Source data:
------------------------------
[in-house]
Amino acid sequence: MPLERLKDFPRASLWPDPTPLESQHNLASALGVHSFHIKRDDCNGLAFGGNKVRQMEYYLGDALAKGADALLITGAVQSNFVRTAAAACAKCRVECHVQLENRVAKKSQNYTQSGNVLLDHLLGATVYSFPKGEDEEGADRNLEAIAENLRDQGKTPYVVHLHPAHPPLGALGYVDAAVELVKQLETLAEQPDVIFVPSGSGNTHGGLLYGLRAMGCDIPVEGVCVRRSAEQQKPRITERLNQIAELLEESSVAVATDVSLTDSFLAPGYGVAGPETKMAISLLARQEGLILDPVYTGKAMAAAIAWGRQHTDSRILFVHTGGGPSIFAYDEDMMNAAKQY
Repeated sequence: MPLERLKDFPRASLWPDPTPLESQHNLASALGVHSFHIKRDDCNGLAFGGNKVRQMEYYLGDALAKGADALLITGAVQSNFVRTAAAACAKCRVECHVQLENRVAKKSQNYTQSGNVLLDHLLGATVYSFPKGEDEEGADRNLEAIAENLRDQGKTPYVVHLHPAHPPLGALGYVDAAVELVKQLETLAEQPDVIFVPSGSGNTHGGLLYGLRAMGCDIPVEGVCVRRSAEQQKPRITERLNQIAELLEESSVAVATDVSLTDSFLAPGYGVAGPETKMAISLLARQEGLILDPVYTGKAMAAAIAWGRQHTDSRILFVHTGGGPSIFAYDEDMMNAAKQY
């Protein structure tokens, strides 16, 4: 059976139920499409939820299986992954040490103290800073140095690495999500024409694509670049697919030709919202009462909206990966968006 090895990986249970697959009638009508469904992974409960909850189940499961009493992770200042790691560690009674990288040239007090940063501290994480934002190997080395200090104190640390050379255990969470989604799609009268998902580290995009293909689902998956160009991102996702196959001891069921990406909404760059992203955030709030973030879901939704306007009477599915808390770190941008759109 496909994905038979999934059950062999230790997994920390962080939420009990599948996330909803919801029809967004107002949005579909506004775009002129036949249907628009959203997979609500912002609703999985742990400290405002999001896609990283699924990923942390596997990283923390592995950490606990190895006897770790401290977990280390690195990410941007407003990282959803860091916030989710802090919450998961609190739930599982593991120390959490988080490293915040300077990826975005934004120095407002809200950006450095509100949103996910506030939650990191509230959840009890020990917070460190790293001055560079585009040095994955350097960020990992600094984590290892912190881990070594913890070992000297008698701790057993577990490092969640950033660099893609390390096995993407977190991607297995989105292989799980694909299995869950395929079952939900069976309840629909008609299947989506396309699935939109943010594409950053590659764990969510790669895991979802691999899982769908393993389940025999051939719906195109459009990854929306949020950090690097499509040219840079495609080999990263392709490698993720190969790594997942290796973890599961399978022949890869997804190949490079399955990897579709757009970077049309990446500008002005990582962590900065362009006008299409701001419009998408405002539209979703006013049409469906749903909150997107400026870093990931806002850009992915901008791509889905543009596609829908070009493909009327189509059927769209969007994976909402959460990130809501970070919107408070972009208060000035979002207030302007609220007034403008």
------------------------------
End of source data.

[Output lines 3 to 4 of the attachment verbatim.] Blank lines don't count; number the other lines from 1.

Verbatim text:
Repeated sequence: MPLERLKDFPRASLWPDPTPLESQHNLASALGVHSFHIKRDDCNGLAFGGNKVRQMEYYLGDALAKGADALLITGAVQSNFVRTAAAACAKCRVECHVQLENRVAKKSQNYTQSGNVLLDHLLGATVYSFPKGEDEEGADRNLEAIAENLRDQGKTPYVVHLHPAHPPLGALGYVDAAVELVKQLETLAEQPDVIFVPSGSGNTHGGLLYGLRAMGCDIPVEGVCVRRSAEQQKPRITERLNQIAELLEESSVAVATDVSLTDSFLAPGYGVAGPETKMAISLLARQEGLILDPVYTGKAMAAAIAWGRQHTDSRILFVHTGGGPSIFAYDEDMMNAAKQY
């Protein structure tokens, strides 16, 4: 059976139920499409939820299986992954040490103290800073140095690495999500024409694509670049697919030709919202009462909206990966968006 090895990986249970697959009638009508469904992974409960909850189940499961009493992770200042790691560690009674990288040239007090940063501290994480934002190997080395200090104190640390050379255990969470989604799609009268998902580290995009293909689902998956160009991102996702196959001891069921990406909404760059992203955030709030973030879901939704306007009477599915808390770190941008759109 496909994905038979999934059950062999230790997994920390962080939420009990599948996330909803919801029809967004107002949005579909506004775009002129036949249907628009959203997979609500912002609703999985742990400290405002999001896609990283699924990923942390596997990283923390592995950490606990190895006897770790401290977990280390690195990410941007407003990282959803860091916030989710802090919450998961609190739930599982593991120390959490988080490293915040300077990826975005934004120095407002809200950006450095509100949103996910506030939650990191509230959840009890020990917070460190790293001055560079585009040095994955350097960020990992600094984590290892912190881990070594913890070992000297008698701790057993577990490092969640950033660099893609390390096995993407977190991607297995989105292989799980694909299995869950395929079952939900069976309840629909008609299947989506396309699935939109943010594409950053590659764990969510790669895991979802691999899982769908393993389940025999051939719906195109459009990854929306949020950090690097499509040219840079495609080999990263392709490698993720190969790594997942290796973890599961399978022949890869997804190949490079399955990897579709757009970077049309990446500008002005990582962590900065362009006008299409701001419009998408405002539209979703006013049409469906749903909150997107400026870093990931806002850009992915901008791509889905543009596609829908070009493909009327189509059927769209969007994976909402959460990130809501970070919107408070972009208060000035979002207030302007609220007034403008």